I would encourage you to have plenty of easy to medium-easy dances
available, and avoid programming all complex dances.

Consider an easy dance done as a no-walk-through, or with minimal
walk-through, or with a focus on executing this one little timing thing
well so the whole crowd can have success with the dance. There is a reason
for it to be in the program, and a satisfaction with doing it well.

So, yes, pepper the dance with complexity, but don't make the whole recipe
taste like pepper.

Complexity can include: unusual formations, unusual figures, unusual music
(outside the 32-bar structure, for example), unusual interactions (shadows,
or same-sex swings).

Also, consider using dances with figures that are unusual but not difficult
(ex: circle right). This puts experienced dancers out of their pattern but
does not unduly strain them. (It also puts beginning dancers on even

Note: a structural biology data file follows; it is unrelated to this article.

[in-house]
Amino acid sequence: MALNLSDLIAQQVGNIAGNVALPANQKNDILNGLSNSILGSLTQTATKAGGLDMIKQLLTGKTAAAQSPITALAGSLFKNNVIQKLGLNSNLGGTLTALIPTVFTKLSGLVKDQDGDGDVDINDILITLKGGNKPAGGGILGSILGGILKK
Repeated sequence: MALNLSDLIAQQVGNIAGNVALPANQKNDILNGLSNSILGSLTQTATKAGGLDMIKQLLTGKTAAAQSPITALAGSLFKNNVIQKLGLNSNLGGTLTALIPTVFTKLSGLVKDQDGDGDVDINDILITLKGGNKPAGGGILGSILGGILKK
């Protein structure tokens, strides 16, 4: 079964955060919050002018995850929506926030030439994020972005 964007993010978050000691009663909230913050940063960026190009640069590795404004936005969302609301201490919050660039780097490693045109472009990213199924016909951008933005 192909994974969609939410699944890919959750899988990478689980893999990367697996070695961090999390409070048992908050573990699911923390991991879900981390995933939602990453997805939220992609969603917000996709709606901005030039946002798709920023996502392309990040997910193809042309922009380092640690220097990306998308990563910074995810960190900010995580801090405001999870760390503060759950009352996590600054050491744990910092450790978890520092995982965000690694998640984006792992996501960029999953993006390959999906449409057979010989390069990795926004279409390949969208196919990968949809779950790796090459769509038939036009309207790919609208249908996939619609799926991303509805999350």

footing with experienced dancers, when you use this technique for regular
dance evenings).

Good luck, I'm sure it'll be fun!


Jerome Grisanti

"Whatever you do, or dream you can, begin it. Boldness has genius and power
and magic in it." --Johann Wolfgang von Goethe

On Mon, Feb 19, 2018 at 10:38 AM, Charles via Callers <> wrote:

> Hello list members,
> I will be calling my first session of "Challenging Dances" soon, and I
> have a few questions:
> 1. Is there an archived discussion on this topic that any one knows about,
> and if so could someone point me to it?
> 2. If not, I'm wondering about other callers' experiences with these
> dances - how "challenging" is generally appropriate? (Bear in mind this is
> not Greenfield, Concord, or a similar dance series where it's safe to
> assume most dancers will be very experienced/skilled). What sort of "arc"
> has worked well for such sessions? I know the final program will be
> determined by the level of those who actually show up to the dance, but
> it'd be nice to start with a general frame of reference.
> 3. Any favorite challenging dances anyone has been having particular fun
> with lately? (I have a good assortment but am always looking for new ones).
> Thanks! Chuck
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